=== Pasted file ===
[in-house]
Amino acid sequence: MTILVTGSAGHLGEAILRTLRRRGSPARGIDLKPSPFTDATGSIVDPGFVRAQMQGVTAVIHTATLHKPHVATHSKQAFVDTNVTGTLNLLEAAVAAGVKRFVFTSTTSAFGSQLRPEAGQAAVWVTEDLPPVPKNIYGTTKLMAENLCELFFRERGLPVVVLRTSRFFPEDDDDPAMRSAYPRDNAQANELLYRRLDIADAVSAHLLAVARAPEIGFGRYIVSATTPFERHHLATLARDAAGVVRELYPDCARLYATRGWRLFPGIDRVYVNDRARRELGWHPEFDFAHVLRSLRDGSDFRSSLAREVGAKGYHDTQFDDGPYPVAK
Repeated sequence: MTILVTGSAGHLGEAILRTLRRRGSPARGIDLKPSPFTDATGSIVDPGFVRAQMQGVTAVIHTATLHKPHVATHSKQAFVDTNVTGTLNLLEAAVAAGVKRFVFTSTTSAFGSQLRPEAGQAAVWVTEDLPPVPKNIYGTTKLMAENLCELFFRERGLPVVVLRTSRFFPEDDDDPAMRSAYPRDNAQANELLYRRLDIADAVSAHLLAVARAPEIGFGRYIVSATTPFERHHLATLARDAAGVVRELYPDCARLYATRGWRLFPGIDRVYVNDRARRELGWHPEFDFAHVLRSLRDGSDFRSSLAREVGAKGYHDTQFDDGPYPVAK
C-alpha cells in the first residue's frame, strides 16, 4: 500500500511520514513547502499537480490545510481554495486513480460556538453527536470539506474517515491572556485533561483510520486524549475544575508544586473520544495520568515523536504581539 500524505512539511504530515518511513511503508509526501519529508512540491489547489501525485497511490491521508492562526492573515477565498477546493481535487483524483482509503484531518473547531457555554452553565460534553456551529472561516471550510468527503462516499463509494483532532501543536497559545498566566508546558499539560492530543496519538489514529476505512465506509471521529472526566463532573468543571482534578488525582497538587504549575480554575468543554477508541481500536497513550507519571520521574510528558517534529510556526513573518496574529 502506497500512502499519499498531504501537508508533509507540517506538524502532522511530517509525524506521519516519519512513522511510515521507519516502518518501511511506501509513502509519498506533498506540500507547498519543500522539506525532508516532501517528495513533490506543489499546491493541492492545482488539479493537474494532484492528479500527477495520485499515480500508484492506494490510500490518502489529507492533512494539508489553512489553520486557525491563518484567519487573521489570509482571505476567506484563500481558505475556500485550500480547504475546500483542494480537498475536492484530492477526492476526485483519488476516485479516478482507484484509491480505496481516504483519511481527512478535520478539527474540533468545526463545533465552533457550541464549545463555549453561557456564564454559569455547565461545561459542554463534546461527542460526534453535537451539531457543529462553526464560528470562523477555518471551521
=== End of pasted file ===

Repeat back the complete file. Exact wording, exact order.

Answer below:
[in-house]
Amino acid sequence: MTILVTGSAGHLGEAILRTLRRRGSPARGIDLKPSPFTDATGSIVDPGFVRAQMQGVTAVIHTATLHKPHVATHSKQAFVDTNVTGTLNLLEAAVAAGVKRFVFTSTTSAFGSQLRPEAGQAAVWVTEDLPPVPKNIYGTTKLMAENLCELFFRERGLPVVVLRTSRFFPEDDDDPAMRSAYPRDNAQANELLYRRLDIADAVSAHLLAVARAPEIGFGRYIVSATTPFERHHLATLARDAAGVVRELYPDCARLYATRGWRLFPGIDRVYVNDRARRELGWHPEFDFAHVLRSLRDGSDFRSSLAREVGAKGYHDTQFDDGPYPVAK
Repeated sequence: MTILVTGSAGHLGEAILRTLRRRGSPARGIDLKPSPFTDATGSIVDPGFVRAQMQGVTAVIHTATLHKPHVATHSKQAFVDTNVTGTLNLLEAAVAAGVKRFVFTSTTSAFGSQLRPEAGQAAVWVTEDLPPVPKNIYGTTKLMAENLCELFFRERGLPVVVLRTSRFFPEDDDDPAMRSAYPRDNAQANELLYRRLDIADAVSAHLLAVARAPEIGFGRYIVSATTPFERHHLATLARDAAGVVRELYPDCARLYATRGWRLFPGIDRVYVNDRARRELGWHPEFDFAHVLRSLRDGSDFRSSLAREVGAKGYHDTQFDDGPYPVAK
C-alpha cells in the first residue's frame, strides 16, 4: 500500500511520514513547502499537480490545510481554495486513480460556538453527536470539506474517515491572556485533561483510520486524549475544575508544586473520544495520568515523536504581539 500524505512539511504530515518511513511503508509526501519529508512540491489547489501525485497511490491521508492562526492573515477565498477546493481535487483524483482509503484531518473547531457555554452553565460534553456551529472561516471550510468527503462516499463509494483532532501543536497559545498566566508546558499539560492530543496519538489514529476505512465506509471521529472526566463532573468543571482534578488525582497538587504549575480554575468543554477508541481500536497513550507519571520521574510528558517534529510556526513573518496574529 502506497500512502499519499498531504501537508508533509507540517506538524502532522511530517509525524506521519516519519512513522511510515521507519516502518518501511511506501509513502509519498506533498506540500507547498519543500522539506525532508516532501517528495513533490506543489499546491493541492492545482488539479493537474494532484492528479500527477495520485499515480500508484492506494490510500490518502489529507492533512494539508489553512489553520486557525491563518484567519487573521489570509482571505476567506484563500481558505475556500485550500480547504475546500483542494480537498475536492484530492477526492476526485483519488476516485479516478482507484484509491480505496481516504483519511481527512478535520478539527474540533468545526463545533465552533457550541464549545463555549453561557456564564454559569455547565461545561459542554463534546461527542460526534453535537451539531457543529462553526464560528470562523477555518471551521